Does every human being need a computer?

What is the exact role of computer networks for development?

Here are two illuminating contributions to the question: does every human being need a computer, as a tool of personal and collective empowerment?

Two contributions from other mailing list in the p2pfoundation ecology, that shed light on this debate,

1. Franz Nahrada, of Global Villages:

“I am having a similar discussion with Francisco Proenza from GTA – the other way round (because I put video seemingly ahead of digital literacy)

What is important here is that the personal computer as a device has derived from certain accidental socieoeconomic conditions, became something seemingly universal, and is in the midlife crisis now. I would firstly argue that we should bring the argument to different levels.

* the personal computzer as a customizeable environment that allows broad interaction between human and machine – but with this it also becomes broad interaction (in fact, hypermedia interaction) with humans and with the cultural heritage. -> so we are talking about the computer as a retrieval and presentation engine combined with a communication engine. I think that combination is important.

* the role of decentalized automation in development. The computer is the ideal tool for symbolic manipulation of event-chains and simulated environments. It can control machinery and operating networks. -> so we are talking about the computer as a computer and control device, combined with a retrieval engine, presentation engine and communication engine. I think that combination is crucial. It allows for construction of a communication based control structure.

Only if every individual can theoretically own the power of the process, we have a true (p2p) association.

But I also would warn against jumping into digital literacy without setting up a broader communication structure first. The computer makes sense where it can have an impact, and that impact, to be as abstract as I can here, is NOT based only on the computers, but the world of devices and the environmental structure that make it feasible.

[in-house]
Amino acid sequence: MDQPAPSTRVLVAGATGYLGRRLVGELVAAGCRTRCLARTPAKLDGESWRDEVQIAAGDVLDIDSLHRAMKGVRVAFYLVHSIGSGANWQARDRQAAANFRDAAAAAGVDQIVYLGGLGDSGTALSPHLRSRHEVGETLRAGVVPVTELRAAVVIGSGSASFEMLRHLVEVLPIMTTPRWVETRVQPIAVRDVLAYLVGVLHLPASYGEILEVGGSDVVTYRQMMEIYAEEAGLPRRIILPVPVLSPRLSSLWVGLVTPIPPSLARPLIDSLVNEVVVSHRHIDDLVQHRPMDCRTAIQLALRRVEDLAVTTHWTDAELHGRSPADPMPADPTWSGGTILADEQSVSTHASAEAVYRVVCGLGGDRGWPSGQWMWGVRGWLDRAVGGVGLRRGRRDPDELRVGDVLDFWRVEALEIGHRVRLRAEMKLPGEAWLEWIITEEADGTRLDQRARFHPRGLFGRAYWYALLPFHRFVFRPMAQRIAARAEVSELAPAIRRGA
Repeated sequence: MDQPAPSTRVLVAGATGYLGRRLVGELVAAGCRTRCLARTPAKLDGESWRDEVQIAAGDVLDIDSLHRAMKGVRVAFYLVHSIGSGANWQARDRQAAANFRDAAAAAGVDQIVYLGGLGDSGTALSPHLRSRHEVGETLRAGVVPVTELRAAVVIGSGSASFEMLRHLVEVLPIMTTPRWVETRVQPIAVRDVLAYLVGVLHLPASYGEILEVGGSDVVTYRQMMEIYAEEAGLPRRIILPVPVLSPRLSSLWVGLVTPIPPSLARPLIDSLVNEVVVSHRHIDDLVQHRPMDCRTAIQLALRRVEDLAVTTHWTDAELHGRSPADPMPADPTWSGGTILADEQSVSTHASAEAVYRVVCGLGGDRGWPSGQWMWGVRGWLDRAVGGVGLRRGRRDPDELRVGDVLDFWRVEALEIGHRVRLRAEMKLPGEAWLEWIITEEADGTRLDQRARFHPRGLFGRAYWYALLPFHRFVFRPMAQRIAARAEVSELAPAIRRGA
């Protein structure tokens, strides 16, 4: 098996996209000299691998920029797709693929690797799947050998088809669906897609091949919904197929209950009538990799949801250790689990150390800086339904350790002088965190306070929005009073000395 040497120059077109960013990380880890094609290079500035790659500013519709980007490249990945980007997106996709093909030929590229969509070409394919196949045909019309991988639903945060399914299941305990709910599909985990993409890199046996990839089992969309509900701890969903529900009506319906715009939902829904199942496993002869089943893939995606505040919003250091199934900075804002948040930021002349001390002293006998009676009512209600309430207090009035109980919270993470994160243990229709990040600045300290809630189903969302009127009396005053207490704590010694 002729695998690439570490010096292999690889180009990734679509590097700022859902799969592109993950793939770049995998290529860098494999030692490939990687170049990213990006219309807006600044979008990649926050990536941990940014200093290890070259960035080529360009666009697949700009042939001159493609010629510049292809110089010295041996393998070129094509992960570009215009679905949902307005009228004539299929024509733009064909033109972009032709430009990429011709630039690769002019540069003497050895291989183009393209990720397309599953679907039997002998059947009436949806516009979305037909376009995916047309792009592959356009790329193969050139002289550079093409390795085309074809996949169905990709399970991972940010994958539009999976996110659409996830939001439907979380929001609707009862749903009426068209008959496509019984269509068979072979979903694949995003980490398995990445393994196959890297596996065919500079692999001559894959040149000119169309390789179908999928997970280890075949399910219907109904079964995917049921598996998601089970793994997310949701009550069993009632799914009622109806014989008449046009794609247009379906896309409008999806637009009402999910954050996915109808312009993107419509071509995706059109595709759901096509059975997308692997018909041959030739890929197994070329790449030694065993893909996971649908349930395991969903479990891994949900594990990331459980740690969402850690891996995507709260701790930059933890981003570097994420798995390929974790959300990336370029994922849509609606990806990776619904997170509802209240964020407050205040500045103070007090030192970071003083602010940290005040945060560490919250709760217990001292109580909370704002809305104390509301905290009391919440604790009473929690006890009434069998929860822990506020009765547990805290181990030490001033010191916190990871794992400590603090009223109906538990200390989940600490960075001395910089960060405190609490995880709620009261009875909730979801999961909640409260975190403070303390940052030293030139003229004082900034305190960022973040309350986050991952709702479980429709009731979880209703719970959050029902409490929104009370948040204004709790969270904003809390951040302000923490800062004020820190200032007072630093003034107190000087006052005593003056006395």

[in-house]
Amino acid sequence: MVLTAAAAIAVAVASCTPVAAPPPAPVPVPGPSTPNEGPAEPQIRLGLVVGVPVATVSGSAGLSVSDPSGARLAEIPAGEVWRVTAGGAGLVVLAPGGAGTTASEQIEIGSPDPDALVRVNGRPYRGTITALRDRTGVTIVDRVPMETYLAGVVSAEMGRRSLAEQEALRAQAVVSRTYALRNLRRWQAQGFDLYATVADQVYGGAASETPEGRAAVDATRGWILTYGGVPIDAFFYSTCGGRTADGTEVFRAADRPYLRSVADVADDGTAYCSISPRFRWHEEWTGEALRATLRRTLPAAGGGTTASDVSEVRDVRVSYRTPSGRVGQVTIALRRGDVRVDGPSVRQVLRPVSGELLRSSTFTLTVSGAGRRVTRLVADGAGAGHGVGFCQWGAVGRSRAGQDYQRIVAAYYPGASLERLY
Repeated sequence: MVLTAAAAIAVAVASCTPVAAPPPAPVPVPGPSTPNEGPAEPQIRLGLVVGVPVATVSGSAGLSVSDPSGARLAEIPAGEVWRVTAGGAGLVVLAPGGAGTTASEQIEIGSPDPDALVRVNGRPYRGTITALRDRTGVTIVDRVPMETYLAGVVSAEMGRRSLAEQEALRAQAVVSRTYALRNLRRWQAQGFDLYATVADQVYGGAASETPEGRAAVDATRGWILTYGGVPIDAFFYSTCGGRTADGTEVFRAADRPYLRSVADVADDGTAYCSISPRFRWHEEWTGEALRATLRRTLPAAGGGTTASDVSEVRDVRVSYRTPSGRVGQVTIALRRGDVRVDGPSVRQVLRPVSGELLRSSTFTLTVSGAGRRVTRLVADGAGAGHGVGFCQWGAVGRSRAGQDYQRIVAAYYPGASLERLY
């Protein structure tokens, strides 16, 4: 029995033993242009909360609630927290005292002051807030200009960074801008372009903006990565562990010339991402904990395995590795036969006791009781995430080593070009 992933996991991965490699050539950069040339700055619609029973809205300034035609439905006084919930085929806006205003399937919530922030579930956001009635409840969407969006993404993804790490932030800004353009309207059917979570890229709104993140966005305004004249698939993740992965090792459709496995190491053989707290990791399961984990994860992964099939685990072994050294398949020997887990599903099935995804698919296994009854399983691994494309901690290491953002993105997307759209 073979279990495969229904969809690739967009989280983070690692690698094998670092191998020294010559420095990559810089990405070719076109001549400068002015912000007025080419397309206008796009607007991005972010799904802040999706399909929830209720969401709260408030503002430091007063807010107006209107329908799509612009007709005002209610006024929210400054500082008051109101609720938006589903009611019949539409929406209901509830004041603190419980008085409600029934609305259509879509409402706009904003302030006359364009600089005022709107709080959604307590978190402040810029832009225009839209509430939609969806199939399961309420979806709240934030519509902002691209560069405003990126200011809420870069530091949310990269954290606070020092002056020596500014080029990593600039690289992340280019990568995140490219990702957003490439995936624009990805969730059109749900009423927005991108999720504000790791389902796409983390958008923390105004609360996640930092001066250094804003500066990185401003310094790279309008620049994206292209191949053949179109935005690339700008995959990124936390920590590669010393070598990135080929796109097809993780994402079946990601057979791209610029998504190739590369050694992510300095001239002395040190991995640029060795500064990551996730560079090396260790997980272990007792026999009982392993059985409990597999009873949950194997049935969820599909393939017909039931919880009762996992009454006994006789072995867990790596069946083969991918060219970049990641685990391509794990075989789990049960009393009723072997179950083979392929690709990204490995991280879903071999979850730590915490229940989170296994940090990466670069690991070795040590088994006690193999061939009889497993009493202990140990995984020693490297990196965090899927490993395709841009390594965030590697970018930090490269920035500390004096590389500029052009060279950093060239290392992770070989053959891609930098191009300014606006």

We have an incredible experimental case now in Peru where controversies are fueling around the lack of support for teachers who suddenly are in charge of spreading universal digital literacy.

2. Vinay Gupta, of global swadeshi:

It’s an academic point. 50% of the human race has cell phones. Cell phones are turning into little internet terminals day by day. The other 50% of the human race is buying cell phones as fast as humanly possible.

It’s a done deal. By 2020, the entire world will have cell phones that look and work a lot like computers.

Hence, whether it’s important or not doesn’t matter: it’s inevitable, and if it’s important, we’ll find out how soon enough 🙂

And, yes, all that said, I think it’s damn important – if I was some uneducated farmer in a rural area of a poor country, and I could download videos on the internet of farming techniques that would double my crops… that’s the lifeline. Same for water, for cooking, maybe even for shelter.

See my contribution here which is kind of my latest take on this. Develop the content for TV, then split it into chunks and spread it as video as the network spreads. Developing the content is key – right now, it’s *really freaking hard* to build out the basic necessities of life using instructions you find on the internet. We need to make it first possible, then easy, then ubiquitous.

All these poor people are going to have is a network. We have to make it possible for them to haul themselves out of poverty using it, like a ladder thrown into a lake.

if we’re talking 5 billion poor, 3 billion *really* poor, and 1 billion poor-like-death, we need to focus on taking what they *have* – which right now is dirt-and-nothing, and making it into a solution. I don’t know how to turn dirt-plus-nothing into a solution.

But I do know how to turn dirt-plus-internet into a solution. Here’s your rocket stove design, here’s your SODIS / solar water pasteurization, here’s your germ theory, here’s your green manures, here’s your treadle pump – ship the designs, and they’ll scavenge together the equipment which is, in many cases, nothing at all or a waste stream.

The article here is my fundamental take on all of this. I don’t know how to say it better than that: 50% of all global death, of the number of humans who leave the planet each year, is preventable with appropriate technology type interventions. The network can carry that change, if the content is ready.

But the funding is tens to hundreds of millions of dollars. We can show what is *possible* with volunteers, but making it mainstream global change is going to require money.

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